Monday, December 6, 2021 - 4:00pm to 5:00pm

Location:

Hewlett G882 and Zoom (email dlehto@mit.edu for link)

Speaker:

Merav parter

Seminar group:

Abstract:

Following the immense recent advances in distributed networks, the explosive growth of the Internet, and our increased dependency on these infrastructures, guaranteeing the uninterrupted operation of communication networks has become a major objective in network algorithms. The modern instantiations of distributed networks, such as the Bitcoin network and cloud computing, introduce new security challenges that deserve urgent attention in both theory and practice.

In this talk, I will present a recent framework for obtaining fast, resilient, and secure distributed algorithms for fundamental graph problems. Our approach is based on a graph-theoretic perspective in which common notions of resilient requirements are translated into suitably tailored combinatorial graph structures. I will illustrate two main applications of this framework. The first application considers cryptographic adversaries (semi-honest, eavesdroppers, etc.), and this second considers Byzantine adversaries. One of our key results provides the first sublinear-time algorithm for solving Byzantine broadcast in general networks in the congest model of distributed computing. Finally, I will highlight open directions that call for collaborations between the distributed and the cryptographic communities.

Following the immense recent advances in distributed networks, the explosive growth of the Internet, and our increased dependency on these infrastructures, guaranteeing the uninterrupted operation of communication networks has become a major objective in network algorithms. The modern instantiations of distributed networks, such as the Bitcoin network and cloud computing, introduce new security challenges that deserve urgent attention in both theory and practice.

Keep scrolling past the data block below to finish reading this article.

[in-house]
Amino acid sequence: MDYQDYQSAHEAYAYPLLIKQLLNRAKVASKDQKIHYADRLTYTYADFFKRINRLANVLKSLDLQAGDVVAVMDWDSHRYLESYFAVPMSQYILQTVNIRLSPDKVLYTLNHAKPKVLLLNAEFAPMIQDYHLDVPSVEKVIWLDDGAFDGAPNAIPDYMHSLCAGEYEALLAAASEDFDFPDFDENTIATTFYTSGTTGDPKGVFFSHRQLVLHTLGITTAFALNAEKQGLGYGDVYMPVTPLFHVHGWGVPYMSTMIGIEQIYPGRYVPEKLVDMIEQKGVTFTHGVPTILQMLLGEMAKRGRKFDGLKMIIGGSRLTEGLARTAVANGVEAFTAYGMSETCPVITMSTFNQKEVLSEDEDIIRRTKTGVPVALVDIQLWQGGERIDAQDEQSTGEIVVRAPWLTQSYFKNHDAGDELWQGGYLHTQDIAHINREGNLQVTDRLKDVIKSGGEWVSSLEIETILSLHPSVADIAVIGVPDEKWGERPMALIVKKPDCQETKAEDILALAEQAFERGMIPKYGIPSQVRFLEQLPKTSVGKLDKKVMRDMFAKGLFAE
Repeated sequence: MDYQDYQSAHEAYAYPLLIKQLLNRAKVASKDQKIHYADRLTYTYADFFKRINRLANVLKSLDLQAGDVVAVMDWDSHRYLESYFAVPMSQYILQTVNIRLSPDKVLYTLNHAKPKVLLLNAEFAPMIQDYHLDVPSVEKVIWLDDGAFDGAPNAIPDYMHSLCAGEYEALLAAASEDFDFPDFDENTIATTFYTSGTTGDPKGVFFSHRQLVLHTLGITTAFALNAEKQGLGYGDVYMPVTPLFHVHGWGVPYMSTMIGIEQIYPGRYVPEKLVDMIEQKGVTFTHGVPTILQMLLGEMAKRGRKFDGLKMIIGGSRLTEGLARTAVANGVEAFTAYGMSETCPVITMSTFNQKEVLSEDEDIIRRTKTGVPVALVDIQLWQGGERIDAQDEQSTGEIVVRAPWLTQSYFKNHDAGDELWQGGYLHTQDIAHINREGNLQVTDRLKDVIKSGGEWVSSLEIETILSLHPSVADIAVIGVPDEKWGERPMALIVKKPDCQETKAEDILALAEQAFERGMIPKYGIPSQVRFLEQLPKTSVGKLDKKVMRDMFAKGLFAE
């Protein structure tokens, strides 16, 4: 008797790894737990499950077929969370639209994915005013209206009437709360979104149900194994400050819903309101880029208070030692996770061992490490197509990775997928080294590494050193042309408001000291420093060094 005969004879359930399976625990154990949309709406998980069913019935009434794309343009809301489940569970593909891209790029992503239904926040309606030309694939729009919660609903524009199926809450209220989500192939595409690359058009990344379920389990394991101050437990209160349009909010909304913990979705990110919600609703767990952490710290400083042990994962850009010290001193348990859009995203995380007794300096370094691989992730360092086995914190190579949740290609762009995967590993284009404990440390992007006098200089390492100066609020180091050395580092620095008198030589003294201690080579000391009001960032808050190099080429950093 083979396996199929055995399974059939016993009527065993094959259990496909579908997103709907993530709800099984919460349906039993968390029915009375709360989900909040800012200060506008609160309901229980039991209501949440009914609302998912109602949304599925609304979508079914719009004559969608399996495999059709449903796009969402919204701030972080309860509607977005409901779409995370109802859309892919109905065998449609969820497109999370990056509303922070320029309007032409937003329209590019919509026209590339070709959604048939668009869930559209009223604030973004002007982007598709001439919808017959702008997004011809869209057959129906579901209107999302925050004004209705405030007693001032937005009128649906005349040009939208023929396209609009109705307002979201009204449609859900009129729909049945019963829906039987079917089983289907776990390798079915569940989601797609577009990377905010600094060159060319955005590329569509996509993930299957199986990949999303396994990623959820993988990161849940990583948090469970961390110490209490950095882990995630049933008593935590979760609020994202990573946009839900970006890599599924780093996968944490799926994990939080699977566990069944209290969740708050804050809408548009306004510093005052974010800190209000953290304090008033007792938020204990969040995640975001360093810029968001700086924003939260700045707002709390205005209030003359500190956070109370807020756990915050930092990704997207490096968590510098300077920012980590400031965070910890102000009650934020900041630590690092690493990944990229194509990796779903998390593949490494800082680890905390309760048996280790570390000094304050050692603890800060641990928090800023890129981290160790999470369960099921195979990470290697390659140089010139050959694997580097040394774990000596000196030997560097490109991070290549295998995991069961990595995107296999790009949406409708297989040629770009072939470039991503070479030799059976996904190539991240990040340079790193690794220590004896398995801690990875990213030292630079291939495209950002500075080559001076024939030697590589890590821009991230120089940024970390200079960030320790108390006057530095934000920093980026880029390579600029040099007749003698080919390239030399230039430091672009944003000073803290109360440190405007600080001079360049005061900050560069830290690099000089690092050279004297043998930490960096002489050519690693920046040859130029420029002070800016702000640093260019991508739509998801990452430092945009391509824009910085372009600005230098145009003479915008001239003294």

In this talk, I will present a recent framework for obtaining fast, resilient, and secure distributed algorithms for fundamental graph problems. Our approach is based on a graph-theoretic perspective in which common notions of resilient requirements are translated into suitably tailored combinatorial graph structures. I will illustrate two main applications of this framework. The first application considers cryptographic adversaries (semi-honest, eavesdroppers, etc.), and this second considers Byzantine adversaries. One of our key results provides the first sublinear-time algorithm for solving Byzantine broadcast in general networks in the congest model of distributed computing. Finally, I will highlight open directions that call for collaborations between the distributed and the cryptographic communities.